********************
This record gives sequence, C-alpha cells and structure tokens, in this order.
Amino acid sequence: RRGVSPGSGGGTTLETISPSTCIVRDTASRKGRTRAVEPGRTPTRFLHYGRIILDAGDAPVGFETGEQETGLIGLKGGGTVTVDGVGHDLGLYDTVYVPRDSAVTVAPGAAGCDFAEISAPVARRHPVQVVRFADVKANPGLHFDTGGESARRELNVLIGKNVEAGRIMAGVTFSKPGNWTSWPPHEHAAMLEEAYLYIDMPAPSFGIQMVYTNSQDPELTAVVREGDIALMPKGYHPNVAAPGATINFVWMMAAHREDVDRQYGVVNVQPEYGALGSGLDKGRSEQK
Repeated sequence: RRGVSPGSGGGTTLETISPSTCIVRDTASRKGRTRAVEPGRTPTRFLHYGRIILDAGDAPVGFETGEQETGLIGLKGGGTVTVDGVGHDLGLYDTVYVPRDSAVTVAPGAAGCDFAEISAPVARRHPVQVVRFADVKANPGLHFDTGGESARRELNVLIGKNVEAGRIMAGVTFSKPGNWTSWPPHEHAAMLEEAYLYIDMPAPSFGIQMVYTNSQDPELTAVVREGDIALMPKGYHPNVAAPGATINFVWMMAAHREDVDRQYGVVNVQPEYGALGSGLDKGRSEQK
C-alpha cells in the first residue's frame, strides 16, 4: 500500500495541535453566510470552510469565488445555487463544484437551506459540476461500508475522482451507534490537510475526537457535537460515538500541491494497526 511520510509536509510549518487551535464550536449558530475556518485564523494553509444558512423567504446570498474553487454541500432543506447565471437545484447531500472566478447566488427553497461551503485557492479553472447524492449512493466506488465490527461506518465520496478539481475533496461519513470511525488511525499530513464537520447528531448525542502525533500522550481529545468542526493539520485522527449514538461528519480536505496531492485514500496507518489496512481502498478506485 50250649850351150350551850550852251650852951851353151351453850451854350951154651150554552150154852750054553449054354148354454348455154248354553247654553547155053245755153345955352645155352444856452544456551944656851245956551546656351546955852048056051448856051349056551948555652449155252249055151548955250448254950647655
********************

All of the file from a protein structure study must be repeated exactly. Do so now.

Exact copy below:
This record gives sequence, C-alpha cells and structure tokens, in this order.
Amino acid sequence: RRGVSPGSGGGTTLETISPSTCIVRDTASRKGRTRAVEPGRTPTRFLHYGRIILDAGDAPVGFETGEQETGLIGLKGGGTVTVDGVGHDLGLYDTVYVPRDSAVTVAPGAAGCDFAEISAPVARRHPVQVVRFADVKANPGLHFDTGGESARRELNVLIGKNVEAGRIMAGVTFSKPGNWTSWPPHEHAAMLEEAYLYIDMPAPSFGIQMVYTNSQDPELTAVVREGDIALMPKGYHPNVAAPGATINFVWMMAAHREDVDRQYGVVNVQPEYGALGSGLDKGRSEQK
Repeated sequence: RRGVSPGSGGGTTLETISPSTCIVRDTASRKGRTRAVEPGRTPTRFLHYGRIILDAGDAPVGFETGEQETGLIGLKGGGTVTVDGVGHDLGLYDTVYVPRDSAVTVAPGAAGCDFAEISAPVARRHPVQVVRFADVKANPGLHFDTGGESARRELNVLIGKNVEAGRIMAGVTFSKPGNWTSWPPHEHAAMLEEAYLYIDMPAPSFGIQMVYTNSQDPELTAVVREGDIALMPKGYHPNVAAPGATINFVWMMAAHREDVDRQYGVVNVQPEYGALGSGLDKGRSEQK
C-alpha cells in the first residue's frame, strides 16, 4: 500500500495541535453566510470552510469565488445555487463544484437551506459540476461500508475522482451507534490537510475526537457535537460515538500541491494497526 511520510509536509510549518487551535464550536449558530475556518485564523494553509444558512423567504446570498474553487454541500432543506447565471437545484447531500472566478447566488427553497461551503485557492479553472447524492449512493466506488465490527461506518465520496478539481475533496461519513470511525488511525499530513464537520447528531448525542502525533500522550481529545468542526493539520485522527449514538461528519480536505496531492485514500496507518489496512481502498478506485 50250649850351150350551850550852251650852951851353151351453850451854350951154651150554552150154852750054553449054354148354454348455154248354553247654553547155053245755153345955352645155352444856452544456551944656851245956551546656351546955852048056051448856051349056551948555652449155252249055151548955250448254950647655